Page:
A key Egyptian negotiator with the International Monetary Fund said on Sunday he has resigned as first deputy finance minister, in a potential blow to Cairo's prospects of an early IMF deal.
Hany Kadry Dimian has been the crucial point man in Egypt's protracted and so far fruitless negotiations to obtain a $4.8 billion loan needed to help combat a severe economic crisis.
"The only comment I can make for the time being is that yes, my term ends on 30 April according to my resignation, which I submitted in December," Kadry told Reuters by telephone.
"My next move is not decided."
A senior technocrat appointed in 2007, Kadry survived five finance ministers in office since the 2011 uprising that overthrew former autocratic President Hosni Mubarak.
Kadry gave no explanation for his decision to quit, first reported on the Egyptian dissident Rebel Economy blog, saying he would say more on Tuesday.
A senior European diplomat said his departure was not a good omen for Egypt's hopes of wrapping up a deal on the long delayed IMF loan next month, as the government has said it aims to do.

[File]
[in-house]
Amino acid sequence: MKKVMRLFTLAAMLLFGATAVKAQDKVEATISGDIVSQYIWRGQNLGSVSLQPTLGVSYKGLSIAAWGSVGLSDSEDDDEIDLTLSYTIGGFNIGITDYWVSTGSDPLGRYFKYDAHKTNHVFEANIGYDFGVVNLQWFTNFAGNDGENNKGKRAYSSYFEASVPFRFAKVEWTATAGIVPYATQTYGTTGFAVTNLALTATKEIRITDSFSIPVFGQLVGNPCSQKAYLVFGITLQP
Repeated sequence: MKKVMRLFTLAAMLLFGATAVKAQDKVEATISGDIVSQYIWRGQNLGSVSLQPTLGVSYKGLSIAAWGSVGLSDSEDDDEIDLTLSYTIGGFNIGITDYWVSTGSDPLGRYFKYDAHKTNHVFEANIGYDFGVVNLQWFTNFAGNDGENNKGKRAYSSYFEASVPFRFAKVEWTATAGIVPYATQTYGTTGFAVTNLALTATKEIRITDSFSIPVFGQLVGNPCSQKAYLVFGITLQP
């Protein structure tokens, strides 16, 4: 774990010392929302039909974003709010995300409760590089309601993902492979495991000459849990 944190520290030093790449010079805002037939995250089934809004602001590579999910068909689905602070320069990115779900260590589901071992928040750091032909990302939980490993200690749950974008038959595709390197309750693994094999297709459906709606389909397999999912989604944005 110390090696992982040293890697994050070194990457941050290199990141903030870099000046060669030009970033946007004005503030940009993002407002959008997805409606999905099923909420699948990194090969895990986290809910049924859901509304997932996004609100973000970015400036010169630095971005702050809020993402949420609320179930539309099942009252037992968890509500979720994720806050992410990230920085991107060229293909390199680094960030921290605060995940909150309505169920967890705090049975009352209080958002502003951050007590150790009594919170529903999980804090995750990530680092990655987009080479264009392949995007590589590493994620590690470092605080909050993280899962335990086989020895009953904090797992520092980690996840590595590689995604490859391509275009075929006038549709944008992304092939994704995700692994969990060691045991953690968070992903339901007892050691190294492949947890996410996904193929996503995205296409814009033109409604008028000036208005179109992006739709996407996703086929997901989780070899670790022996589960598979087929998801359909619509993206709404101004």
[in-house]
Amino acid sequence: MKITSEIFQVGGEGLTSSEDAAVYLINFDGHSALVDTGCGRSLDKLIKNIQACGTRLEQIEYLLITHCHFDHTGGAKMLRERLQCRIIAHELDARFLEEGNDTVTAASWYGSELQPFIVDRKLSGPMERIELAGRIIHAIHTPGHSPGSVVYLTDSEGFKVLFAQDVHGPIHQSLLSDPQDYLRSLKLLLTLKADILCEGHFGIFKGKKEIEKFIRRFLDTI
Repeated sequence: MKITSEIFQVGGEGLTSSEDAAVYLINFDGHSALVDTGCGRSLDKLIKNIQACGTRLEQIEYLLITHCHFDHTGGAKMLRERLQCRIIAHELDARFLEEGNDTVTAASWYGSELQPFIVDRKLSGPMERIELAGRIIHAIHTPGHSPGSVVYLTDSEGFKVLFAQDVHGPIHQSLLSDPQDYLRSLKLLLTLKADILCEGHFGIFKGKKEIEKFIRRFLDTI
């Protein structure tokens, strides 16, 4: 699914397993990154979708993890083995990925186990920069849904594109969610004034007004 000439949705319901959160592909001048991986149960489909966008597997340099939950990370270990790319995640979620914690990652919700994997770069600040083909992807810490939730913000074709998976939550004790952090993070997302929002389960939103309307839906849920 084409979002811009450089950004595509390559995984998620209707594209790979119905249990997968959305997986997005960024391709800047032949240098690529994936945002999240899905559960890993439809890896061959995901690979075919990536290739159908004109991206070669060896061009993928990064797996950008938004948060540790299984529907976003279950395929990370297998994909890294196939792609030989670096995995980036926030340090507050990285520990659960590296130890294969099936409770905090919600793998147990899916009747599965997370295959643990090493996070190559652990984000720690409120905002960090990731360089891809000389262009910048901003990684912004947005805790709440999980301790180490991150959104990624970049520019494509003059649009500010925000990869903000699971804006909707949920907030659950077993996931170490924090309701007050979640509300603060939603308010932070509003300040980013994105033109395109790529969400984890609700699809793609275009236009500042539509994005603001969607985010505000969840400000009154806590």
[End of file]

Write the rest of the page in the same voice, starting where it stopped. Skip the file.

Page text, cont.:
Kadry was the one expert in the ministry who fully understood the IMF programme and was able to deal with the global lender professionally, the diplomat said.
A source at the Ministry of Finance said Kadry was uneasy about the rising influence of economists affiliated with the ruling Muslim Brotherhood's Freedom and Justice Party, namely Abdallah Shehata, the current advisor to the minister.
Reports in Egyptian dailies have also alluded to internal disputes at the ministry.
Separately, the head of Egypt's bourse, Mohamed Omran, told Prime Minister Hisham Kandil he would like to leave his position at the end of his term on 1 July, the state news agency MENA reported, citing an unnamed official stock exchange source.
The report did not give a reason for Omran's request, but said he had told the prime minister in August he wanted to leave the post. Kandil had asked him to stay until the end of his term, MENA said.